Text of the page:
Pierre Poilievre is no friend of the working class, despite his pro-worker ranting


Josh K

Josh is the main author of Northern Currents. Josh is an electrician of 10 years and has been interested in radical politics for even longer. Follow me on Twitter at @josh_nc.

If the Conservative Party wants a new leader that will unite the party, Pierre Poilievre is the closest they will get.

While I was scrolling through my personal Facebook feed the other day, I came across a conservative family member’s post – for the sake of anonymity, let’s call him Sam. Sam’s post claimed that he nearly ‘teared up’ while watching Poilievre’s announcement to run for Prime Minister.

It would be easy to dismiss Sam’s thoughts as ignorant, laughable, and misguided. In the many political conversations that I’ve had with him, these would probably be accurate descriptions of his viewpoints in my opinion. However, after watching Poilievre’s announcement video, there is more to the story than simple ignorance.

Poilievre’s video touches on core working-class issues, with a mood of plausible, genuine sincerity. He even mentions the working class by name. Of course, Poilevre doesn’t care about the working class at all, as his quippy catchphrases reveal.

Hollow media soundbites

His appeal to some isn’t really surprising. His quippy, media-friendly soundbites are easy to digest, consume, and hurl back and forth within the right-wing echo chamber.

Advocacies for an abstract sense of “freedom” are numerous in Poilievre’s announcement video and politically timely given the covid convoy’s appropriation of “freedom” discourse (does that word even mean anything anymore?).  It appears to be paying off too – as a recent Leger poll (p. 18) revealed that 42% of the PPC’s own supporters prefer him as a leader, compared to 28% preferring Maxime Bernier.

He expands on his freedom advocacy by calling for workers to have the “freedom to keep the fruits of your labour” and claiming that “In a free country, smaller government makes room for bigger citizens.” This language is irresistible – although factually nonsensical – to the conservatively-minded. Combined with subtle nods to social conservatives via “worshipping God in your own way,” Poilievre will surely lock in much of the far-right and social conservative vote.

While he expels the usual Conservative talking points around (Just)inflation, attacks of Justin Trudeau, and law and order rhetoric, he also speaks to a very pressing working-class issue. He even comes across as somewhat genuine too:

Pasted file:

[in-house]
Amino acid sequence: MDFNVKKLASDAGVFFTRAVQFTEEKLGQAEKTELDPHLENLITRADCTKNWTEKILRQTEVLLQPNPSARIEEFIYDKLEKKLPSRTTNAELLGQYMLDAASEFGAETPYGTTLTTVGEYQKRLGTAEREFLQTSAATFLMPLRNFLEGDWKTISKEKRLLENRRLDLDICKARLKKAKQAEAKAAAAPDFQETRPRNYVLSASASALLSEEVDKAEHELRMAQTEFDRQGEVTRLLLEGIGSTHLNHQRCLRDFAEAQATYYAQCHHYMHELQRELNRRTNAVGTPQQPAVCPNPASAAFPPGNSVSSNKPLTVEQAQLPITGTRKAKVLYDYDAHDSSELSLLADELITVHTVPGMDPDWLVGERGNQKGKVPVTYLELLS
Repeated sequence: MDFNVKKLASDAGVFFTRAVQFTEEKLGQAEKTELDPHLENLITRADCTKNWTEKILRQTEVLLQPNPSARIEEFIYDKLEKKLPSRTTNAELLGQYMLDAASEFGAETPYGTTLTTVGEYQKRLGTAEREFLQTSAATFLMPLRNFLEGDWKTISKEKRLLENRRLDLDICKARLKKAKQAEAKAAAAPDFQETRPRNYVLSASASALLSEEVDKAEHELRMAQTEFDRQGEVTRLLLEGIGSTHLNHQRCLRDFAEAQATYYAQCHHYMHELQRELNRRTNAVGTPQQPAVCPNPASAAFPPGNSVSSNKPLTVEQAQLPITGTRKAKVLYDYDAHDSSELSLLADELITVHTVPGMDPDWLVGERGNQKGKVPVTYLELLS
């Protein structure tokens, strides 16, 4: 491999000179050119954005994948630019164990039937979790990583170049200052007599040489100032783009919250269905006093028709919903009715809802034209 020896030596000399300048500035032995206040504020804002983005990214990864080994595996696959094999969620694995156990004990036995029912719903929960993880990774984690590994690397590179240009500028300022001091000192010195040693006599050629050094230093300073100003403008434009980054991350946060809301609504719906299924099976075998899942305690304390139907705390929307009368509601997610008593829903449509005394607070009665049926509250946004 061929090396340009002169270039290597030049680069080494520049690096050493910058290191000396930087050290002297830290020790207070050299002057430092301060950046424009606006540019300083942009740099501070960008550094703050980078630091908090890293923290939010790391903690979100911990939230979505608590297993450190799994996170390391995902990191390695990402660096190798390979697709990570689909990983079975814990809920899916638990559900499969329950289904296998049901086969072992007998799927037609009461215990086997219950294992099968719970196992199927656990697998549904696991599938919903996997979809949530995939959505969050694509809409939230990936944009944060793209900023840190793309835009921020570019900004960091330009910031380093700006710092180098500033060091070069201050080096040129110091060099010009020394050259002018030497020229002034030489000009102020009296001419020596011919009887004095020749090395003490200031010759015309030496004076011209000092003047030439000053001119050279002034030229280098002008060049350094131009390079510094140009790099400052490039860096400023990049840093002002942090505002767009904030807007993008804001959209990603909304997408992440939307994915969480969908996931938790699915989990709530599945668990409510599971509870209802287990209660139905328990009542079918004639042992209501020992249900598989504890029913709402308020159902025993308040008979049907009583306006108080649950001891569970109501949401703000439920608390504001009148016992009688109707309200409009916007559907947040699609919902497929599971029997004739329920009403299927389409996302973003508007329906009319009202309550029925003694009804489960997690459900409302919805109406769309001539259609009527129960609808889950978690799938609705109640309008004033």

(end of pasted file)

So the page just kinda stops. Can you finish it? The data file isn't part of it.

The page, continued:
More thirty-year-olds live in their parent’s basements because they can’t afford the now typical cost of a home $800000 meanwhile, a small financial elite with access to all that printed money buy up real estate and rent out to a growing class of permanent tenants – people who may never be able to afford a home.

No doubt this will resonate to both the younger generations who struggle to afford to pay rent and older generations who see their kids struggling. Of course, it is the lack of regulations and controls, combined with the speculative nature of the housing market that caused this in the first place, which is in line with Poilevre’s own ideology. 

Austerity attack dog

His diagnosis of the horrifically unaffordable housing market is correct. His solutions to this and other issues are classic, bold-faced austerity politics.

Take for example these absolute gems of statements:  “A job is the best anti-poverty program,” and “Family and community are the best safety net.” Whereas O’Toole at least made a minimal effort to move toward the center and care about labour issues, Poilevre represents a hard turn back toward the right.

If a job is the best anti-poverty program, what are the chances that Poilevre will support a federal job guarantee to reach full employment in Canada? Like, a true right to work? Or UBI or even expanded unemployment benefits for those unable to work, including those with disabilities (which is higher now due to long-covid)?

Pretty low I’d assume; more likely is the same old promise of more jobs through corporate tax cuts.

Or how about his comment that “family and community are the best safety net?” What does this mean? It means he has his eye on Canada’s public health system, most likely with privatization as the goal. This is a long-time goal of the Conservative party.

We don’t actually have to speculate, we can listen to Poilevre’s own words about Canada’s welfare state in 2018. Here he deploys the same, tired talking points about social welfare programs (emphasis mine):

What is truly horrific is the existing welfare state, which survives only by keeping people poor. It does this in two ways. First, it engenders a self-serving bureaucracy whose survival depends on a growing clientele of poor welfare recipients. To end poverty, this bureaucracy would have to put itself out of business, something it will never do. Second, there’s the welfare wall: When a welfare recipient gets a job, the system sharply withdraws benefits and imposes taxes. The result is that the harder he works, the poorer he becomes. He is stuck behind the welfare wall. 

Of course, there’s much improvement to be made in Canada’s safety net. His solution to alleviating poverty in Canada is to put the welfare bureaucracy “out of business.” This flies in the face of the available evidence, as countries with stronger social safety nets tend to have lower amounts of poverty. If anything, Canada needs to drastically improve its social safety net, as it benefits us all.

Any worker who has fallen on hard times and received Employment Insurance after losing a job knows this. Anyone who has been to the hospital and not had to pay for healthcare knows this. Pierre Poilievre himself probably even knows this, but he advocates otherwise.

His history proves that he is no friend of the working class.

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